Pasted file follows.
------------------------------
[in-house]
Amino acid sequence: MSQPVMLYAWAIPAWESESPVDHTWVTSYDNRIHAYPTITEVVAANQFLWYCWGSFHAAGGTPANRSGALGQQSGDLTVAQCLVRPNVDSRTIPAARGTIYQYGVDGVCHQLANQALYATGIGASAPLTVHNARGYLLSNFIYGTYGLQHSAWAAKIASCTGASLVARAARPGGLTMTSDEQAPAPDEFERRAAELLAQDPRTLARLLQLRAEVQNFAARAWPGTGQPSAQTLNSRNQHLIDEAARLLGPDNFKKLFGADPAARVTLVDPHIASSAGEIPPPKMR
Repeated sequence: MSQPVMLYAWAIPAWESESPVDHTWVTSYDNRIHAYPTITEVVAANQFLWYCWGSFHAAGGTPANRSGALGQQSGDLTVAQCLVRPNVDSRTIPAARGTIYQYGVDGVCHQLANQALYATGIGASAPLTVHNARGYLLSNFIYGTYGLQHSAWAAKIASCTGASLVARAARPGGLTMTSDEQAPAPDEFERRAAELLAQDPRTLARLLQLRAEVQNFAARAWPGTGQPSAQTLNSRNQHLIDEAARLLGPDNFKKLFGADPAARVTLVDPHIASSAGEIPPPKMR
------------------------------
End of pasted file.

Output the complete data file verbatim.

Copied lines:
[in-house]
Amino acid sequence: MSQPVMLYAWAIPAWESESPVDHTWVTSYDNRIHAYPTITEVVAANQFLWYCWGSFHAAGGTPANRSGALGQQSGDLTVAQCLVRPNVDSRTIPAARGTIYQYGVDGVCHQLANQALYATGIGASAPLTVHNARGYLLSNFIYGTYGLQHSAWAAKIASCTGASLVARAARPGGLTMTSDEQAPAPDEFERRAAELLAQDPRTLARLLQLRAEVQNFAARAWPGTGQPSAQTLNSRNQHLIDEAARLLGPDNFKKLFGADPAARVTLVDPHIASSAGEIPPPKMR
Repeated sequence: MSQPVMLYAWAIPAWESESPVDHTWVTSYDNRIHAYPTITEVVAANQFLWYCWGSFHAAGGTPANRSGALGQQSGDLTVAQCLVRPNVDSRTIPAARGTIYQYGVDGVCHQLANQALYATGIGASAPLTVHNARGYLLSNFIYGTYGLQHSAWAAKIASCTGASLVARAARPGGLTMTSDEQAPAPDEFERRAAELLAQDPRTLARLLQLRAEVQNFAARAWPGTGQPSAQTLNSRNQHLIDEAARLLGPDNFKKLFGADPAARVTLVDPHIASSAGEIPPPKMR